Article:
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One of UN Women’s partner on the ground, the Restart Center, is providing treatment, psychosocial support and distributing medicine to the most vulnerable.
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While we mourn, we must not romanticise the Beirut we lost. Lebanon before 4 August was one where inequalities were rife and insufficiently addressed
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While humanitarian action in Beirut is in full swing after the two explosions that hit the city on 4 August, killing hundreds and displacing more than 300,000 people, even as COVID-19 cases rise, Lebanese youth have taken to the streets, masks on, providing food and assistance to those in need.
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Reeling from deep economic crisis, COVID-19, and now the blasts, Lebanon needs women at the centre of recovery plans.
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As COVID-19 impacts parents around the world, sharing the care work is critical. This Palestinian couple living in a refugee camp in Lebanon shows how it’s done.
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Years of collective mobilization, strategizing and innovation by women’s rights groups culminated in the repeal or reform of archaic laws across the Northern Africa and Western Asia region
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After some resistance from her husband, Ibtissam Jaber joined Yanouh cooperative in rural South Lebanon. Jaber, a mother of seven, loves producing traditional agro-foods and believes in the importance of contributing to her household’s income. By selling her products at food exhibitions across the country, she has now transitioned from being a small-scale producer to a profitable entrepreneur.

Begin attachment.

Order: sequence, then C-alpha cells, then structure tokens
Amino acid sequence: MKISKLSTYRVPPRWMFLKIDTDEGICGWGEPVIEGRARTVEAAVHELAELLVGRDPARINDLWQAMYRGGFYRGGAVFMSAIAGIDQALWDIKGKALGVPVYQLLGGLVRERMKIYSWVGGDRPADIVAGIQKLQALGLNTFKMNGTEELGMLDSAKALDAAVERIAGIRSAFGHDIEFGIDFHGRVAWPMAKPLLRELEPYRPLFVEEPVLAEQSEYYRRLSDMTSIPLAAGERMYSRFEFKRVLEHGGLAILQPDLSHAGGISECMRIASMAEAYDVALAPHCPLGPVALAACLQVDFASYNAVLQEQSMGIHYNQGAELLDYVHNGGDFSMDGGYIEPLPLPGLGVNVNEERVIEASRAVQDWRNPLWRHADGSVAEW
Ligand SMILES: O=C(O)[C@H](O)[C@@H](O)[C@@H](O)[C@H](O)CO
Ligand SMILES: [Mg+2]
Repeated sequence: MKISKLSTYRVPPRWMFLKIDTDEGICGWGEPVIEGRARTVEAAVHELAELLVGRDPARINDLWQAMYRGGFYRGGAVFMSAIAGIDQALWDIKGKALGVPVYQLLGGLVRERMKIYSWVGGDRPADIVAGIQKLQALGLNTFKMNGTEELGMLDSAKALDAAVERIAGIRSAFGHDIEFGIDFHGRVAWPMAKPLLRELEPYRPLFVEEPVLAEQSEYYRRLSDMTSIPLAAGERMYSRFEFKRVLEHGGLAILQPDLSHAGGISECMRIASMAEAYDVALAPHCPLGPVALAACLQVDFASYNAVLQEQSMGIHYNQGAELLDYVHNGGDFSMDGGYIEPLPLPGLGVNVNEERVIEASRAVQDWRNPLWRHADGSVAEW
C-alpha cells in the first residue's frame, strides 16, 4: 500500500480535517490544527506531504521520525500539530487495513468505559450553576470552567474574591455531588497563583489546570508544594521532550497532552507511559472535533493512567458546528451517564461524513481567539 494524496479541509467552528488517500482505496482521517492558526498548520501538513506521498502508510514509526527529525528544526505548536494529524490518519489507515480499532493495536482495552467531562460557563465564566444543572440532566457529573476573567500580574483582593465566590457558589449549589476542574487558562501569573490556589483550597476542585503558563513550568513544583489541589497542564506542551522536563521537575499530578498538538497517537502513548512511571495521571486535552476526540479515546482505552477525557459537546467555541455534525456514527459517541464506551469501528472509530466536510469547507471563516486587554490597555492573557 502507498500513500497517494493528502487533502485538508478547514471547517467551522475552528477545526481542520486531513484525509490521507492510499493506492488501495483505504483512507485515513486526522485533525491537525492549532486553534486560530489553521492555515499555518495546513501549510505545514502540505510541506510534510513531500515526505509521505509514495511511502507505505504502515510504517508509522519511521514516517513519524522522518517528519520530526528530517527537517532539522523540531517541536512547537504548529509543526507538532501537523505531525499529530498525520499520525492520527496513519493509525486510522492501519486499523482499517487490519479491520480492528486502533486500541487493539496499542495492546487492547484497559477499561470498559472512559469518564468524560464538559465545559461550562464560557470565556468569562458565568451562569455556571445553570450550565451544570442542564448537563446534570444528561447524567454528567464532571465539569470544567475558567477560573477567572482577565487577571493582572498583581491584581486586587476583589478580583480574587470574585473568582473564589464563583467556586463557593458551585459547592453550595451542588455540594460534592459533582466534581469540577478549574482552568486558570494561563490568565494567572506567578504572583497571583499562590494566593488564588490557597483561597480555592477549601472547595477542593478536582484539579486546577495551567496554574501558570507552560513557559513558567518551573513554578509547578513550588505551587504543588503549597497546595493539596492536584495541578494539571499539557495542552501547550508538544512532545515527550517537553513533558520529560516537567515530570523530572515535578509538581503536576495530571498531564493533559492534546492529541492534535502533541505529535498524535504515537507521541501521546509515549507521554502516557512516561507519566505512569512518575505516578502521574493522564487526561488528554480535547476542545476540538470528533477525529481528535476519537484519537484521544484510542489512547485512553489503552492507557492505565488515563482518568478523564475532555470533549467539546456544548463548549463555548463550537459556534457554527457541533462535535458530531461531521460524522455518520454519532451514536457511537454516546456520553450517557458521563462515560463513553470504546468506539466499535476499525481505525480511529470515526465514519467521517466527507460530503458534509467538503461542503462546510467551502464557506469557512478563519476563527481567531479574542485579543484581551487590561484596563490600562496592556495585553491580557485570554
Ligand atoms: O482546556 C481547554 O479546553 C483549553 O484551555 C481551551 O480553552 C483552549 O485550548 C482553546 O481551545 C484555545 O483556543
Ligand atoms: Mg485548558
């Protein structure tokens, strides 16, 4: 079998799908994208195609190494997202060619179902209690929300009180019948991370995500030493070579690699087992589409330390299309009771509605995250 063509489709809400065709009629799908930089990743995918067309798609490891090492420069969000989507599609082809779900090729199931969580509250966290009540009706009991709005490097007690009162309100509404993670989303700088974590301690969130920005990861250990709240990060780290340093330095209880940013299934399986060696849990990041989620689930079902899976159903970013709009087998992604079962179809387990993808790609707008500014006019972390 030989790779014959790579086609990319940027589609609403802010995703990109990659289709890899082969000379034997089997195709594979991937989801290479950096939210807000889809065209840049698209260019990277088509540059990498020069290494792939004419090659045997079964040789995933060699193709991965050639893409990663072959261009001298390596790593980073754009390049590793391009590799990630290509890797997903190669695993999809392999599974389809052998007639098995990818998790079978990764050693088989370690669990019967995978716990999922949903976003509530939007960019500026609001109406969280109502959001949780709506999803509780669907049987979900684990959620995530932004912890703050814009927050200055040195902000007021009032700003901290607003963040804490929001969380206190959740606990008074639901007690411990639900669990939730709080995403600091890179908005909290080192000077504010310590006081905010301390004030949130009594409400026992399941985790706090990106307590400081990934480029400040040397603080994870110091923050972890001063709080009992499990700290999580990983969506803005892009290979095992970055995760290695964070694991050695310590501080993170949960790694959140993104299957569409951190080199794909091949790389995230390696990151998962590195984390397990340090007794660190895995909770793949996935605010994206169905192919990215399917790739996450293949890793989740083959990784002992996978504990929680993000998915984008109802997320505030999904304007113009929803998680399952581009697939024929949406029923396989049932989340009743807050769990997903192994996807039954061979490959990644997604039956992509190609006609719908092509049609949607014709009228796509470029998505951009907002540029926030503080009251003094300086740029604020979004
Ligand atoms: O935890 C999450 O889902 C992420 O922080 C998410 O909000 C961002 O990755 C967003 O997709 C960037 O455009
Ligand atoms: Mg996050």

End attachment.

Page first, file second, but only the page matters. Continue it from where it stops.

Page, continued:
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Through participatory theatre performances using acting and puppetry, women and men in Lebanon are speaking up to claim their rights, with some going on to become community mobilizers.
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Wedged between prolonged conflict on both its northern and southern borders with Syria and Israel, respectively, Lebanon has endured immense stress over the past several decades. Presently, Lebanon hosts the highest number of refugees per capita in the world, and the country is still reeling from the effects of an internal armed conflict that dates to the 1970s. Recognizing that women and girls are differently impacted by conflict and the critical role they play in building and sustaining peace, in 2017 the Council of Ministers tasked the National Commission for Lebanese Women (NCLW), to develop Lebanon’s first National Action Plan (NAP) to implement the UN Security Council Resolution 1325 on women, peace and security.
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In its highly anticipated parliamentary election in almost ten years, Lebanon saw a record number of women on the ballot. An unprecedented 113 women registered as candidates, and 86 of them made it to candidate lists.
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Rabiha Khalloof is a 47-year-old Syrian refugee who fled Syria almost three years ago. She is among 520 Syrian women refugees in Lebanon who have received training and economic assistance from the third phase of a UN Women project, funded by the Government of Japan and the Ford Foundation. Today Khalloof is earning an income for the first time and aspiring to teach other women to start their own businesses.